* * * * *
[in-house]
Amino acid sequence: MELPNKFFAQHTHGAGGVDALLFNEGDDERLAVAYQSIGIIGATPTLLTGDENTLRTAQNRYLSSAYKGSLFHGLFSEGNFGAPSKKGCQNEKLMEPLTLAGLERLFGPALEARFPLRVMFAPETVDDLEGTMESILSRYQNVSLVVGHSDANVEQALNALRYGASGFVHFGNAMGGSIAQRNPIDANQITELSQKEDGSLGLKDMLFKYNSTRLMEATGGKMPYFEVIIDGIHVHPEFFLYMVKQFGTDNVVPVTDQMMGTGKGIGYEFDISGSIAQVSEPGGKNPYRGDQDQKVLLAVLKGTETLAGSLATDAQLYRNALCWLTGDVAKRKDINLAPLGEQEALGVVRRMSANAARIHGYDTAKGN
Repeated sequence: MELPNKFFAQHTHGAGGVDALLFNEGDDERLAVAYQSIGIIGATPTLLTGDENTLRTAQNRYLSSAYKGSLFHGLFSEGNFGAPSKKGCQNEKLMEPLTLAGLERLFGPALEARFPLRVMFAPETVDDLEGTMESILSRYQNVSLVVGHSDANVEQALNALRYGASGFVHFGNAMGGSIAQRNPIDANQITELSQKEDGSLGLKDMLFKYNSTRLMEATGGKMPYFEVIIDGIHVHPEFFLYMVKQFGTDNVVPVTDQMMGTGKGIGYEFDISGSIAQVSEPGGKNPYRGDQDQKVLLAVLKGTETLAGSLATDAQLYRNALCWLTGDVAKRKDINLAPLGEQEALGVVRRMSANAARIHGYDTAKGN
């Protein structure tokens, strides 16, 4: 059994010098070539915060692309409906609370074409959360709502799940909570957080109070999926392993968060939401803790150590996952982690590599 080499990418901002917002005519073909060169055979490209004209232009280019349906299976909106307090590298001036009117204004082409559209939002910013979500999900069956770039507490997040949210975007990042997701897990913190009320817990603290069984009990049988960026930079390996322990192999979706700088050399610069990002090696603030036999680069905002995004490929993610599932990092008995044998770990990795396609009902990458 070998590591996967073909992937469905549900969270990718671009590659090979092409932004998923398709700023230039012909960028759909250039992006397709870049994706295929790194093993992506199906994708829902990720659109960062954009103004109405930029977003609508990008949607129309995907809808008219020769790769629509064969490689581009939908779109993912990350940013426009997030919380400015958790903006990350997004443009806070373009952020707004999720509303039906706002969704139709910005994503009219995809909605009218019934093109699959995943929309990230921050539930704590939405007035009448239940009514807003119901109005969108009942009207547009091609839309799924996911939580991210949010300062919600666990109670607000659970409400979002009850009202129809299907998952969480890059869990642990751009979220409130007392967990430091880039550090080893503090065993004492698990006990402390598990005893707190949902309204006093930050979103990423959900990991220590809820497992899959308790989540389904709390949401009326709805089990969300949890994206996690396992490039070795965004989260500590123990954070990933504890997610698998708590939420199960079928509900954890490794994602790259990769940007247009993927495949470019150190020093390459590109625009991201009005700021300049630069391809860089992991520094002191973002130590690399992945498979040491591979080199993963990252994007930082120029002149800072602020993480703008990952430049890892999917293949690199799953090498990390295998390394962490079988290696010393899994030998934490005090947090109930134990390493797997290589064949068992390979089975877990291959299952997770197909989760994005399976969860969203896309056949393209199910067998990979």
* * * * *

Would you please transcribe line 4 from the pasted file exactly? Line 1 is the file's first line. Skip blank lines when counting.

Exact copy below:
């Protein structure tokens, strides 16, 4: 059994010098070539915060692309409906609370074409959360709502799940909570957080109070999926392993968060939401803790150590996952982690590599 080499990418901002917002005519073909060169055979490209004209232009280019349906299976909106307090590298001036009117204004082409559209939002910013979500999900069956770039507490997040949210975007990042997701897990913190009320817990603290069984009990049988960026930079390996322990192999979706700088050399610069990002090696603030036999680069905002995004490929993610599932990092008995044998770990990795396609009902990458 070998590591996967073909992937469905549900969270990718671009590659090979092409932004998923398709700023230039012909960028759909250039992006397709870049994706295929790194093993992506199906994708829902990720659109960062954009103004109405930029977003609508990008949607129309995907809808008219020769790769629509064969490689581009939908779109993912990350940013426009997030919380400015958790903006990350997004443009806070373009952020707004999720509303039906706002969704139709910005994503009219995809909605009218019934093109699959995943929309990230921050539930704590939405007035009448239940009514807003119901109005969108009942009207547009091609839309799924996911939580991210949010300062919600666990109670607000659970409400979002009850009202129809299907998952969480890059869990642990751009979220409130007392967990430091880039550090080893503090065993004492698990006990402390598990005893707190949902309204006093930050979103990423959900990991220590809820497992899959308790989540389904709390949401009326709805089990969300949890994206996690396992490039070795965004989260500590123990954070990933504890997610698998708590939420199960079928509900954890490794994602790259990769940007247009993927495949470019150190020093390459590109625009991201009005700021300049630069391809860089992991520094002191973002130590690399992945498979040491591979080199993963990252994007930082120029002149800072602020993480703008990952430049890892999917293949690199799953090498990390295998390394962490079988290696010393899994030998934490005090947090109930134990390493797997290589064949068992390979089975877990291959299952997770197909989760994005399976969860969203896309056949393209199910067998990979």